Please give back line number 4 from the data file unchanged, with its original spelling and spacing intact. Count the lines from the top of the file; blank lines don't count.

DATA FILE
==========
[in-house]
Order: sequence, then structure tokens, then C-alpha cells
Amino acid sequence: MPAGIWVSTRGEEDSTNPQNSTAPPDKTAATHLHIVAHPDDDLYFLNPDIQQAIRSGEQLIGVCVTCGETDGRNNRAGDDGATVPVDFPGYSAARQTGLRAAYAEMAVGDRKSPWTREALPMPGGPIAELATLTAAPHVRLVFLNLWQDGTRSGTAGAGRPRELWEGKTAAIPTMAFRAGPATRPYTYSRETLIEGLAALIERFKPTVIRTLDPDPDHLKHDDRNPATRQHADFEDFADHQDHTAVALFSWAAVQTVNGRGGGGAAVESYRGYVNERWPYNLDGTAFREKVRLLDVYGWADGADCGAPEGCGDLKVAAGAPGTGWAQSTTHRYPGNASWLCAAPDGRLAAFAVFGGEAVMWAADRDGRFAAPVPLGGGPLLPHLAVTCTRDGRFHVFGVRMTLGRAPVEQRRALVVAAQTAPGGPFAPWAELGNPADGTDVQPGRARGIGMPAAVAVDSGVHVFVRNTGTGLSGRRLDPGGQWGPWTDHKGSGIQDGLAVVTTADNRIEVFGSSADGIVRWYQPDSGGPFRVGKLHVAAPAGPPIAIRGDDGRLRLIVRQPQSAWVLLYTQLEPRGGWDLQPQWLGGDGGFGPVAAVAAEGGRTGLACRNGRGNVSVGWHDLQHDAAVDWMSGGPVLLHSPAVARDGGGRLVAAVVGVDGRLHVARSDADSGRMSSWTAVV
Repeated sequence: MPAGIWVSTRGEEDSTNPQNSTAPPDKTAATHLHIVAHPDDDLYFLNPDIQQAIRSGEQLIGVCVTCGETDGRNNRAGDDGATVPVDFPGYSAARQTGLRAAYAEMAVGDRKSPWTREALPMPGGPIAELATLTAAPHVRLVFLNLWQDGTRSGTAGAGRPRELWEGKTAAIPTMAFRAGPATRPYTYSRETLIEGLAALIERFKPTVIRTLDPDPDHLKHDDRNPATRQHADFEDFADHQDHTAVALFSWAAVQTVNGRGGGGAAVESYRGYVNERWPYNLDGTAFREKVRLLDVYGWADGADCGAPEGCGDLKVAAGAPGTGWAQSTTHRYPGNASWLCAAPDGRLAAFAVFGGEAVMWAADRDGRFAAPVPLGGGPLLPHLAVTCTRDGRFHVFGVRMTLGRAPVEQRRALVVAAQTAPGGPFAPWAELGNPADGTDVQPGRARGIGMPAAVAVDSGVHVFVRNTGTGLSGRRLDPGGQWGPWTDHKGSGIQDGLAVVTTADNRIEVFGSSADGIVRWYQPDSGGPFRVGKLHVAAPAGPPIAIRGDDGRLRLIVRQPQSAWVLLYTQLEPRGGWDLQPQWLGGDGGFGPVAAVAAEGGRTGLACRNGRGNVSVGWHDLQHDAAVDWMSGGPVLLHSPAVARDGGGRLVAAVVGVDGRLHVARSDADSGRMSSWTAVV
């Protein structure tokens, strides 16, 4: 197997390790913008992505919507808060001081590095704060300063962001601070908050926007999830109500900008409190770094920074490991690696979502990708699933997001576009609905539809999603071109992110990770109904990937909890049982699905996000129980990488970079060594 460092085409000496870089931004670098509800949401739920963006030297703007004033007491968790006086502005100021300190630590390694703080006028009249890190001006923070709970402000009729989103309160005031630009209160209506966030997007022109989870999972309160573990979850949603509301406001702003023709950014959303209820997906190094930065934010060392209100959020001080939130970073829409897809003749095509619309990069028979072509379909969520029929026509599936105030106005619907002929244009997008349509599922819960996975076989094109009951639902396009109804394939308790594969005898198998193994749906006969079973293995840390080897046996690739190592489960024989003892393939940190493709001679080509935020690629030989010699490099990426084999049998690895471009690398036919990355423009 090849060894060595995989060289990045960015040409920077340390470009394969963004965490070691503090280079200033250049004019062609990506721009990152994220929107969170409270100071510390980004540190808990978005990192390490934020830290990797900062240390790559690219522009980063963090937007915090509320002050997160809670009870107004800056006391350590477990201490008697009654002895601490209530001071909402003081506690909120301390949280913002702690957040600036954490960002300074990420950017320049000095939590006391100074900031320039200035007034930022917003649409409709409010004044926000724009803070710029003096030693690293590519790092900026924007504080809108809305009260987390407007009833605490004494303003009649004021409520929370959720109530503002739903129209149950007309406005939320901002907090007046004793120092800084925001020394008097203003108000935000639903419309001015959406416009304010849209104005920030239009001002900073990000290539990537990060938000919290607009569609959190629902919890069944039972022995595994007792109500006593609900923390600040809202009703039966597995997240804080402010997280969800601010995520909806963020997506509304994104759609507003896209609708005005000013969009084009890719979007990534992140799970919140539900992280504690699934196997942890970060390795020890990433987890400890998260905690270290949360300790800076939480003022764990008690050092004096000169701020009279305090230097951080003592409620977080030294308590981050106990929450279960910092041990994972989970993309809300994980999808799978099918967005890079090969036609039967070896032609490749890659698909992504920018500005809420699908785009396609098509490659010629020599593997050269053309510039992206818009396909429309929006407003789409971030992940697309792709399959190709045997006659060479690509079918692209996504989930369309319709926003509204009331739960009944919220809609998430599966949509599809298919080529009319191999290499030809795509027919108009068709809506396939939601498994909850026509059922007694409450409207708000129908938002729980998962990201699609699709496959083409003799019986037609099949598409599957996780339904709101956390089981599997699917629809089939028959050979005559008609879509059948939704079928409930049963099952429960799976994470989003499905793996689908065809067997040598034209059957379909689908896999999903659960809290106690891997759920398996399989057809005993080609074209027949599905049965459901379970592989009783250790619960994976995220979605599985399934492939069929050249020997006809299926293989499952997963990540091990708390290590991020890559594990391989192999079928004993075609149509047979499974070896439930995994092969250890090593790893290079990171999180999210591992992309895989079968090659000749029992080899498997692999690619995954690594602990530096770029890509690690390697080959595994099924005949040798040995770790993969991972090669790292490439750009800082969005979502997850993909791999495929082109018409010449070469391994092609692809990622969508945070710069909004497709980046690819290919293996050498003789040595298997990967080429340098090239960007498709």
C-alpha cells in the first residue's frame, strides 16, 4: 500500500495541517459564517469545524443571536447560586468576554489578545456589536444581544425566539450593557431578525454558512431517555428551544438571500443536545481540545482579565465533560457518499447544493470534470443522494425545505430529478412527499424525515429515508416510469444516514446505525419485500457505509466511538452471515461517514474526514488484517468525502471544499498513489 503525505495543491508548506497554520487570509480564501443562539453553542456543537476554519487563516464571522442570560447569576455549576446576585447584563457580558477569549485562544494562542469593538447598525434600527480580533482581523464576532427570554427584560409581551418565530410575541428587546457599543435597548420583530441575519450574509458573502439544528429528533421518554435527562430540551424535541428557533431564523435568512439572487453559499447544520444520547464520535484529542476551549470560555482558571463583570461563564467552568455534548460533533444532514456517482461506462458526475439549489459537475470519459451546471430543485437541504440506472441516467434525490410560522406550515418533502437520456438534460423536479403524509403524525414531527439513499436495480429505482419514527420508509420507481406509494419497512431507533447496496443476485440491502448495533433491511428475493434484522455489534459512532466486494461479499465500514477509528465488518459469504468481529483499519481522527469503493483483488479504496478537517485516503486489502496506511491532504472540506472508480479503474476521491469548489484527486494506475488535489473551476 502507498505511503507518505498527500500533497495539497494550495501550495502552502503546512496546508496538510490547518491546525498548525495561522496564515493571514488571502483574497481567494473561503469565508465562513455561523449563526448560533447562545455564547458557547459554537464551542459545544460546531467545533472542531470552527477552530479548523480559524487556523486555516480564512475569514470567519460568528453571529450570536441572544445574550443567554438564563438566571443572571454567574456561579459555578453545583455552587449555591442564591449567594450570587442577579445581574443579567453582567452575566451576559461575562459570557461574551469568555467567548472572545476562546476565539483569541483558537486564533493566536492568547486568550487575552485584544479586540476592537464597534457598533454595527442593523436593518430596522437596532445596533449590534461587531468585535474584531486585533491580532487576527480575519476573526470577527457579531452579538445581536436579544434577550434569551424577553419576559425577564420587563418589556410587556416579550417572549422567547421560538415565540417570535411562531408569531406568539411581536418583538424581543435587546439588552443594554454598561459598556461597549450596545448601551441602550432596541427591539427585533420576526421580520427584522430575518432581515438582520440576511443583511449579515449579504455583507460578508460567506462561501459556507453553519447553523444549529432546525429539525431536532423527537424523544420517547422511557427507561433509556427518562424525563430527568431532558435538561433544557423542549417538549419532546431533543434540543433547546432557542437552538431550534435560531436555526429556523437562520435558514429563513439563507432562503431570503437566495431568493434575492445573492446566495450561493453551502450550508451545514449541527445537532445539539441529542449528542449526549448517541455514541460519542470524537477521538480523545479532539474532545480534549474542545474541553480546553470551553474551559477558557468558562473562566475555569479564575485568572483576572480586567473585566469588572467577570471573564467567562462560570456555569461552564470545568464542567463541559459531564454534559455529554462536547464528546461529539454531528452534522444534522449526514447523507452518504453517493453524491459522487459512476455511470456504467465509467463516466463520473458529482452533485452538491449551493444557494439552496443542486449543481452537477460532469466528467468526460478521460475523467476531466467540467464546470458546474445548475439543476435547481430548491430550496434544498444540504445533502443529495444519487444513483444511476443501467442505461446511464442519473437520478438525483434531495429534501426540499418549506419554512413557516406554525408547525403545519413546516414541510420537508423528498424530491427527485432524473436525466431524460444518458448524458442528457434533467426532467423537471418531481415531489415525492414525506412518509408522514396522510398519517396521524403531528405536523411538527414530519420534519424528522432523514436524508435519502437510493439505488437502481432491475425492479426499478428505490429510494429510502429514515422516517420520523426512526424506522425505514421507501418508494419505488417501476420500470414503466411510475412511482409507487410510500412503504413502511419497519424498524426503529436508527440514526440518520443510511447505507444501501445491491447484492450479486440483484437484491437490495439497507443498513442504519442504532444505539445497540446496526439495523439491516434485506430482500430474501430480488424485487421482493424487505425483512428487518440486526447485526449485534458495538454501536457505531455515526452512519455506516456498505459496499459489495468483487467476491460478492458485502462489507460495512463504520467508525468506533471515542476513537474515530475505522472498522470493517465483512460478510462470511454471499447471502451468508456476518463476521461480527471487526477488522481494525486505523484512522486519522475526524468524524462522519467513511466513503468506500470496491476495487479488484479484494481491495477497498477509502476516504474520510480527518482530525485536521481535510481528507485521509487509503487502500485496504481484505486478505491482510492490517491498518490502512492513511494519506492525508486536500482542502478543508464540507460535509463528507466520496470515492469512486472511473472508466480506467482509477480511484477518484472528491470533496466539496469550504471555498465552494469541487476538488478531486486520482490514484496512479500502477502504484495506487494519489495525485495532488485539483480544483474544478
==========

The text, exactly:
Repeated sequence: MPAGIWVSTRGEEDSTNPQNSTAPPDKTAATHLHIVAHPDDDLYFLNPDIQQAIRSGEQLIGVCVTCGETDGRNNRAGDDGATVPVDFPGYSAARQTGLRAAYAEMAVGDRKSPWTREALPMPGGPIAELATLTAAPHVRLVFLNLWQDGTRSGTAGAGRPRELWEGKTAAIPTMAFRAGPATRPYTYSRETLIEGLAALIERFKPTVIRTLDPDPDHLKHDDRNPATRQHADFEDFADHQDHTAVALFSWAAVQTVNGRGGGGAAVESYRGYVNERWPYNLDGTAFREKVRLLDVYGWADGADCGAPEGCGDLKVAAGAPGTGWAQSTTHRYPGNASWLCAAPDGRLAAFAVFGGEAVMWAADRDGRFAAPVPLGGGPLLPHLAVTCTRDGRFHVFGVRMTLGRAPVEQRRALVVAAQTAPGGPFAPWAELGNPADGTDVQPGRARGIGMPAAVAVDSGVHVFVRNTGTGLSGRRLDPGGQWGPWTDHKGSGIQDGLAVVTTADNRIEVFGSSADGIVRWYQPDSGGPFRVGKLHVAAPAGPPIAIRGDDGRLRLIVRQPQSAWVLLYTQLEPRGGWDLQPQWLGGDGGFGPVAAVAAEGGRTGLACRNGRGNVSVGWHDLQHDAAVDWMSGGPVLLHSPAVARDGGGRLVAAVVGVDGRLHVARSDADSGRMSSWTAVV